Sinus and ear infections are examples of moderate complications from flu, while pneumonia is a serious flu complication that can result from either flu virus infection alone or from co-infection of flu virus and bacteria. Other possible serious complications triggered by flu can include inflammation of the heart (myocarditis), brain (encephalitis) or muscle tissues (myositis, rhabdomyolysis), and multi-organ failure (for example, respiratory and kidney failure). Flu virus infection of the respiratory tract can trigger an extreme inflammatory response in the body and can lead to sepsis, the body’s life-threatening response to infection. Flu also can make chronic medical problems worse. For example, people with asthma may experience asthma attacks while they have flu, and people with chronic heart disease may experience a worsening of this condition triggered by flu.
People at Higher Risk from Flu
Anyone can get sick with flu, even healthy people, and serious problems related to flu can happen to anyone at any age, but some people are at higher risk of developing serious flu-related complications if they get sick. This includes people 65 years and older, people of any age with certain chronic medical conditions (such as asthma, diabetes, or heart disease), pregnant people and children younger than 5 years, but especially those younger than 2 years old.
Period of Contagiousness
You may be able to spread flu to someone else before you know you are sick, as well as while you are sick.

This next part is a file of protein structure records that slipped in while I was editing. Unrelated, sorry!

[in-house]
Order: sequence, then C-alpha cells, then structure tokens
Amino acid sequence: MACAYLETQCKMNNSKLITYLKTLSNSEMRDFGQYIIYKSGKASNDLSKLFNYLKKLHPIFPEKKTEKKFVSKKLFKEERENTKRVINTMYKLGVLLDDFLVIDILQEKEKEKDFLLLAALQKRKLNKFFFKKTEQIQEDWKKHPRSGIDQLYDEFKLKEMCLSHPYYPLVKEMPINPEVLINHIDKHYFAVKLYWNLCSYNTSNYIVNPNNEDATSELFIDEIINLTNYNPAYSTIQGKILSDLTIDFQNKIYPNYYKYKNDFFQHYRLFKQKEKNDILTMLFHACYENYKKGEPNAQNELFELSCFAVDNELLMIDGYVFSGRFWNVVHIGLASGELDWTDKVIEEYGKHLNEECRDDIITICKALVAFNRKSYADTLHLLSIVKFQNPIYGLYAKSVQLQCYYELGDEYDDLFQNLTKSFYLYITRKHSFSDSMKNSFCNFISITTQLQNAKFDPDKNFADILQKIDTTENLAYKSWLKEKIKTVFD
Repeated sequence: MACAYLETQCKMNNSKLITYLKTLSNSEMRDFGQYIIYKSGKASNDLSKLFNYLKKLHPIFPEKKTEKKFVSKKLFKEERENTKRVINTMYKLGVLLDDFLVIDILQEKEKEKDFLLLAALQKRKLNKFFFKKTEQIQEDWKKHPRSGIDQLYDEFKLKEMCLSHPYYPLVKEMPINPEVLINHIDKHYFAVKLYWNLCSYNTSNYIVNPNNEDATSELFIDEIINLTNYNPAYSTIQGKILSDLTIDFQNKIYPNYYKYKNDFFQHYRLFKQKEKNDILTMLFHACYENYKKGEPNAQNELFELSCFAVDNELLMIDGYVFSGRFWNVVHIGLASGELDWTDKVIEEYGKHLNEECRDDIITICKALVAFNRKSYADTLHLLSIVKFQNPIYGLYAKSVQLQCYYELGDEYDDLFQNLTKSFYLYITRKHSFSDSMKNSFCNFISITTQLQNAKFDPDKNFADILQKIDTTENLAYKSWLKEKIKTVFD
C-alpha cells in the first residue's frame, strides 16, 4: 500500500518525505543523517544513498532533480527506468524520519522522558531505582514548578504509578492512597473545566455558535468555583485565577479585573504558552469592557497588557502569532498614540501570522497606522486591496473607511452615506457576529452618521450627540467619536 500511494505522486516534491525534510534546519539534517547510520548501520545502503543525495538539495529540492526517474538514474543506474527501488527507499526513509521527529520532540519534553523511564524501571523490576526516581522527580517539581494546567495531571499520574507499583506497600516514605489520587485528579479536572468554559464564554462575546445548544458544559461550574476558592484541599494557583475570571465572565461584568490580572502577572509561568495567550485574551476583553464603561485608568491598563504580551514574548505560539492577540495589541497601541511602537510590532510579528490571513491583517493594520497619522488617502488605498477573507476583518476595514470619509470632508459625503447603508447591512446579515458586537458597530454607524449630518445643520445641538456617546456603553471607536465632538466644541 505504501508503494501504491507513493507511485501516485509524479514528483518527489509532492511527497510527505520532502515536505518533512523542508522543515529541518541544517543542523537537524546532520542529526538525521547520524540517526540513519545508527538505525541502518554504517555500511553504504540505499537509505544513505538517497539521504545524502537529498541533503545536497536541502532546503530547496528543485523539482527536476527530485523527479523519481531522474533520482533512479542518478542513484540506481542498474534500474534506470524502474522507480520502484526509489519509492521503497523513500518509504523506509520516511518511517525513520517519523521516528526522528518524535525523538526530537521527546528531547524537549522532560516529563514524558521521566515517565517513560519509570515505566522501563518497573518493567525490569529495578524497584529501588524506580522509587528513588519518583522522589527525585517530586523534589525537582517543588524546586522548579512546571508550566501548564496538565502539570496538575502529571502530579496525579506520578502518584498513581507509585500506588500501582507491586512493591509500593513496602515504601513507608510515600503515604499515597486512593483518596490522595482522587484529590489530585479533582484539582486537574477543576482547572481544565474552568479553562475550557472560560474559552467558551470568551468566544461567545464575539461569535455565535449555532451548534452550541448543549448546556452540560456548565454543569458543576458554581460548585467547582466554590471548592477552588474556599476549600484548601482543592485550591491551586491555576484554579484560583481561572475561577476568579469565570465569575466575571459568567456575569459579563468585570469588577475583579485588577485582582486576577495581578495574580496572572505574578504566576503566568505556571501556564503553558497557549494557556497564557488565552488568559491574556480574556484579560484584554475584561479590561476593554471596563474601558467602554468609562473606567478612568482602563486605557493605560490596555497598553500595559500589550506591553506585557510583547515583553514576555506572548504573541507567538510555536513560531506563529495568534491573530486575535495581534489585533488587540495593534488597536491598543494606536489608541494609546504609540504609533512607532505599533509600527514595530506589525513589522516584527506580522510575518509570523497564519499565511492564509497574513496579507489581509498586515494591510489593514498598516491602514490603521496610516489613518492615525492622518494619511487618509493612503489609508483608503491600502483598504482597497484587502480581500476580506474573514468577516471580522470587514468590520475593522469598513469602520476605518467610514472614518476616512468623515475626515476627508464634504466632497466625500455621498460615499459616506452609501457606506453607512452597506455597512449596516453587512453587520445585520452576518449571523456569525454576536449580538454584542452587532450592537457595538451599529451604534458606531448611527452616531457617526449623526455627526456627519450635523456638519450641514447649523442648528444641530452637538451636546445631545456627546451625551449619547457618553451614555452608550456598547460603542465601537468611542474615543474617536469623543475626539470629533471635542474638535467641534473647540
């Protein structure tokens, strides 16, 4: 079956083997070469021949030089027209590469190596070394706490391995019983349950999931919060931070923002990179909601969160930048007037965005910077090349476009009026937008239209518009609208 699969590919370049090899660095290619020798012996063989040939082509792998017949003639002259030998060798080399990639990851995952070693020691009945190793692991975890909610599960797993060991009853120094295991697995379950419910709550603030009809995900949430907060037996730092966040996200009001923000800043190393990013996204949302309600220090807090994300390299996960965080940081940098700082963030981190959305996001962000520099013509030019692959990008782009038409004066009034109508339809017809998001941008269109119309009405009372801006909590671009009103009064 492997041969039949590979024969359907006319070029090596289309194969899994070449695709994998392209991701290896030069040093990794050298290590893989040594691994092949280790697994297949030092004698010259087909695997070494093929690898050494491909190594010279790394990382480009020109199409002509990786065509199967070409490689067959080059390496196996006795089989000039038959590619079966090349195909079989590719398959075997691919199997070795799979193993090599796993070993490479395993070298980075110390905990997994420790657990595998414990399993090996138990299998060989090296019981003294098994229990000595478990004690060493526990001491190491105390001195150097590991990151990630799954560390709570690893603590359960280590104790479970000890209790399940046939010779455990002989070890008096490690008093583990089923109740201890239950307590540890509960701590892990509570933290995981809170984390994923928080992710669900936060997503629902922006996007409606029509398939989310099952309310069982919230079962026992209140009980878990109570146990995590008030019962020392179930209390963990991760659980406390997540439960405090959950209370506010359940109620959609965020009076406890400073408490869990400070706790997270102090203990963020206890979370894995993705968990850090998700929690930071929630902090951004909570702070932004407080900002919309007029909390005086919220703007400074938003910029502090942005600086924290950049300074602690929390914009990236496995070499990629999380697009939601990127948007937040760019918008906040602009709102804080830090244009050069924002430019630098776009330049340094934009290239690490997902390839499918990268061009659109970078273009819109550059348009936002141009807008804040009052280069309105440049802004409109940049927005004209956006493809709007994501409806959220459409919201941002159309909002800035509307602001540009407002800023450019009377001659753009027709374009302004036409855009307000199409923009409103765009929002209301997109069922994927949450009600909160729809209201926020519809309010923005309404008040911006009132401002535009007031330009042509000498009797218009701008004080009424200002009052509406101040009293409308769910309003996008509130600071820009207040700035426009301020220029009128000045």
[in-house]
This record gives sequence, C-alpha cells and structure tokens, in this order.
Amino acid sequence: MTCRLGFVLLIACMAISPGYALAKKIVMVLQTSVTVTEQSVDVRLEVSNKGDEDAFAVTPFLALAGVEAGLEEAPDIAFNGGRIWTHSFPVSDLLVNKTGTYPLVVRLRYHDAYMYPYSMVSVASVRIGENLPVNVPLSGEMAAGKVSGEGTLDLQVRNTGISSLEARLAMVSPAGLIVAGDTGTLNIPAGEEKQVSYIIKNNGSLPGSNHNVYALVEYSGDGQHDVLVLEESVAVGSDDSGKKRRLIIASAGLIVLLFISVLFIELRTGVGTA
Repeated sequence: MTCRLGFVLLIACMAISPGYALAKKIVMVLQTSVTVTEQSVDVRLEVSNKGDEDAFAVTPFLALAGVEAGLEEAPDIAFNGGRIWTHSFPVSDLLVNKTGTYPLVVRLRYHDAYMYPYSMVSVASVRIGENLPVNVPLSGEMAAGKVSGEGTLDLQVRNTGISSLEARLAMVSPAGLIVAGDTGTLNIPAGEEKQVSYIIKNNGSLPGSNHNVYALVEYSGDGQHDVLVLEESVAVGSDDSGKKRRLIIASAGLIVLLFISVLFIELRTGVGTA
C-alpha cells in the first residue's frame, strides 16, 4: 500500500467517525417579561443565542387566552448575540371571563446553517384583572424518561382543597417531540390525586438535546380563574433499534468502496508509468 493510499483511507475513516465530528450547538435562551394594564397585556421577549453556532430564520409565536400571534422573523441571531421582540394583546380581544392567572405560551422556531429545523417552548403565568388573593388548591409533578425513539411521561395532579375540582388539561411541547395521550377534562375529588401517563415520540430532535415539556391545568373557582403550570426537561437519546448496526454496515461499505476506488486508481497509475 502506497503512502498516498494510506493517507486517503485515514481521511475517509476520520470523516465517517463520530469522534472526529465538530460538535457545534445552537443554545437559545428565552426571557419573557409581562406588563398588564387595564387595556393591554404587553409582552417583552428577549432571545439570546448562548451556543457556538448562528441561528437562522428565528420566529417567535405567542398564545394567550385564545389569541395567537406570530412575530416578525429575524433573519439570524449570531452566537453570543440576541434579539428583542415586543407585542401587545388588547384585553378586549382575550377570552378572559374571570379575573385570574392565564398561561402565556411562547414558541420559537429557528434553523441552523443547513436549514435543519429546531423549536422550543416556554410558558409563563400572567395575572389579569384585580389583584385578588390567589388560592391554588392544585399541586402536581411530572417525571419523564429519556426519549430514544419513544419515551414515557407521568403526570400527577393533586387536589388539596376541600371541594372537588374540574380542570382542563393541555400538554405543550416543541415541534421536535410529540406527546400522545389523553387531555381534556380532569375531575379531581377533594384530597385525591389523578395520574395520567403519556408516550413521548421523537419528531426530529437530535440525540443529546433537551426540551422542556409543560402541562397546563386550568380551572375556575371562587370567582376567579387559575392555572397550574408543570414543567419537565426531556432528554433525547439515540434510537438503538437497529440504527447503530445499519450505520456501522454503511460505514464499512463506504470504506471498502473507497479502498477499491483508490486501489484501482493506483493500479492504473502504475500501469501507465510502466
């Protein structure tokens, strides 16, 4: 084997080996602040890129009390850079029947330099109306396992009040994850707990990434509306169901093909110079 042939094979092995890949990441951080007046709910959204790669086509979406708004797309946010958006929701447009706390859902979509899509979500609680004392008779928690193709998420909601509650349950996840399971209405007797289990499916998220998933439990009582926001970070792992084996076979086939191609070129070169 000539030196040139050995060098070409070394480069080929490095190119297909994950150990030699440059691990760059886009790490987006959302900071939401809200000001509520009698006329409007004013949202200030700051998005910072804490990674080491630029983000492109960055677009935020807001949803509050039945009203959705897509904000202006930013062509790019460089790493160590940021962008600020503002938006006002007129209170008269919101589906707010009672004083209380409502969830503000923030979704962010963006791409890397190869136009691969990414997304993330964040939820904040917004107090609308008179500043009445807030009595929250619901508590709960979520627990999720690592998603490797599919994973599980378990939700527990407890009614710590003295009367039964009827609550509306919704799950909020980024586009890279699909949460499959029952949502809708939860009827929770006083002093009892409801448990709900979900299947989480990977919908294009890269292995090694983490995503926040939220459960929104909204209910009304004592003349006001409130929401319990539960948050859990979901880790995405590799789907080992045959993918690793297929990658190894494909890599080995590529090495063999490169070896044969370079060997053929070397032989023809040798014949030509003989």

People with flu are most contagious in the first 3-4 days after their illness begins.
Some otherwise healthy adults may be able to infect others beginning 1 day before symptoms develop and up to 5 to 7 days after becoming sick.
Some people, especially young children and people with weakened immune systems, might be able to infect others for an even longer time.
Similarities and Differences between Flu and COVID-19?
What is the difference between Influenza (Flu) and COVID-19?
Influenza (flu) and COVID-19 are both contagious respiratory illnesses, but they are caused by different viruses. COVID-19 is caused by infection with a coronavirus first identified in 2019, and flu is caused by infection with influenza viruses.
COVID-19 seems to spread more easily than flu. However, as more people become fully vaccinated against COVID-19, the spread of the virus that causes COVID-19 should slow down. More information is available about COVID-19 vaccines and how well they work.
Compared to flu, COVID-19 can cause more serious illnesses in some people. COVID-19 can also take longer before people show symptoms and people can be contagious for longer. More information about differences between flu and COVID-19 is available in the different sections below.
Because some of the symptoms of flu, COVID-19, and other respiratory illnesses are similar, the difference between them cannot be made based on symptoms alone. Testing is needed to tell what the illness is and to confirm a diagnosis. People can be infected with both flu and the virus that causes COVID-19 at the same time and have symptoms of both influenza and COVID-19.
While more is learned every day about COVID-19 and the virus that causes it, there are still things, such as post-COVID conditions, that are unknown. This page compares COVID-19 and flu, given the best available information to date.
Both COVID-19 and flu can have varying degrees of signs and symptoms, ranging from no symptoms (asymptomatic) to severe symptoms. Common symptoms that COVID-19 and flu share include:
- Fever or feeling feverish/having chills
- Shortness of breath or difficulty breathing
- Fatigue (tiredness)
- Sore throat
- Runny or stuffy nose
- Muscle pain or body aches
- Vomiting and diarrhea
Change in or loss of taste or smell, although this is more frequent with COVID-19.